Broke: Detroit's Bankruptcy And Its New Arena Complex

Flickr user CAVE CANEM (with rights reserved)

Joe Louis Arena has been the home of the Detroit Red Wings since December 12, 1979. While Red Wings players and fans alike have long called the riverfront arena home for the last three decades, it has been decided across the board that it is time for a brand new arena in downtown Detroit to host the Hockeytown faithful for the future.

There is one small problem that is standing in the way: the City of Detroit is broke.

For a city that once housed 1.8 million people, the 2010 census taken by the U.S. government shows a population of just over 700,000 residents. Auto makers bought out of union strongholds and into the global economy, decimating Detroit in nearly every category.

High unemployment lead to reverse urban sprawl; those who could afford to leave (the middle class), did, reducing Detroit's tax base. As if the situation was not bad enough, years of political corruption led to overspending and an impossible hole to climb out of. The State of Michigan had enough, and eventually took control of Detroit. Governor Rick Snyder declared a financial emergency and appointed an emergency manager, stating that the city has a $327 million budget deficit and faces more than $18 billion in long-term debt.

The once mighty capital of the automotive industry has hit what can be considered ultimate rock bottom, becoming the largest U.S. city to file for municipal bankruptcy in history on July 18, 2013 and it is not hard at all to see why. The city, in addition to its fiscal crisis, is facing a multitude of social issues. What happens from here on out? All parties will have to wait and see.

Detroiters are proud people. They love their home and together they still make up the 18th most populous city in the United States. The city is now "blessed" with a fresh financial start.

"So, you're going to take your rare opportunity and flush it down the drain by building a publicly funded arena complex, right?" Not so fast critical yet mostly considerate Blackhawks fans. There's more to this deal as a whole than one might think. Let us take a full and unbiased look, shall we?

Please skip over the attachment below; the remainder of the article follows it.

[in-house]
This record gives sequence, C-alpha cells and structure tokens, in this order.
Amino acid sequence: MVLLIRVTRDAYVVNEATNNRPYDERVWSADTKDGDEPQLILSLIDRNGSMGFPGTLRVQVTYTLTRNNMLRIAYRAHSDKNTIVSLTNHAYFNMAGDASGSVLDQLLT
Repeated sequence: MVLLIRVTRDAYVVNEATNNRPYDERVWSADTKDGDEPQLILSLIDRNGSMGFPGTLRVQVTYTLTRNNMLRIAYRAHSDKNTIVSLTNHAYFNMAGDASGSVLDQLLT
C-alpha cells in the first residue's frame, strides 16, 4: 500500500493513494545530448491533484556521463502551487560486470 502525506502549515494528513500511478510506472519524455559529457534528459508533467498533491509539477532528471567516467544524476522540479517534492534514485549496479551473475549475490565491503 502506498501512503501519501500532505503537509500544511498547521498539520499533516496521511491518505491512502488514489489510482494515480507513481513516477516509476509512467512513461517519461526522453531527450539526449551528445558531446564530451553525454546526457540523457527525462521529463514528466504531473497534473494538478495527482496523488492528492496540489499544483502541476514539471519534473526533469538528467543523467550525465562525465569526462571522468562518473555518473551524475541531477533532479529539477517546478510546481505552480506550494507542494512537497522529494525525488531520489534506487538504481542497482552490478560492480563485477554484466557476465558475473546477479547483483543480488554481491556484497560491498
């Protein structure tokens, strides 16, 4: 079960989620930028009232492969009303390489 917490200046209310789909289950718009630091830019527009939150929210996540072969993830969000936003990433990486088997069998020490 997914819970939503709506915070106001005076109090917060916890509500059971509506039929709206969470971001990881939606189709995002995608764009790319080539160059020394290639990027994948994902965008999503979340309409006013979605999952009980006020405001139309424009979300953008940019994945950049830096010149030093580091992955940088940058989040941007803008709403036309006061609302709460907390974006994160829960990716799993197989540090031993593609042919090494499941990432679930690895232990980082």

The New Detroit Entertainment Complex

Fiscals aside, the approved project is going to include more than just a new arena. The Huffington Post obtained a statement from the Downtown Development Authority as to what the district will contain by its estimated completion date in 2017:

  • A 140,000 sq. ft. new mixed office and retail development on Woodward at Sproat St.
  • A new hotel-retail development with a 20,000 sq. ft. ground floor
  • Parking lots and other amenities
  • A 25,000 sq. ft. office and retail development along Woodward
  • Several parking structures with a total of 25,000 sq. ft. of retail
  • Renovation of the Detroit Life Building at 2210 Park Ave. for 3,645 sq. ft. of retail and 35 residential units
  • Renovation of the Blenheim Building at 81 W. Columbia St. for 1,833 sq. ft. of retail and 16 residential units
  • Renovation of the building at 1922 Cass for 70,000 sq. ft. of office space

This is what the complex outline would look like in the current scheme of the area outlined on Google Maps; the new Red Wings arena is highlighted in orange:


The new arena at the corner of I-75 and Woodward is going to hold less than the 20,066 seat Joe Louis Arena, and the hope is to create a large "bridge" between the downtown and midtown areas.

Most recently evident in the construction of the Prudential Center in Newark, NJ, the idea is to impose positive externalities within the surrounding area of the arena by imposing a semi-regular flow of people. A fan may attend a Red Wings game and then walk around the surrounding area to either a bar or a restaurant for a quick stop before the trip home.

Official renderings of both the project and the arena have not yet been released to the public. However, based on the price tag, fans and citizens alike should be expecting something grand to go along with the almost certain hike in ticket prices.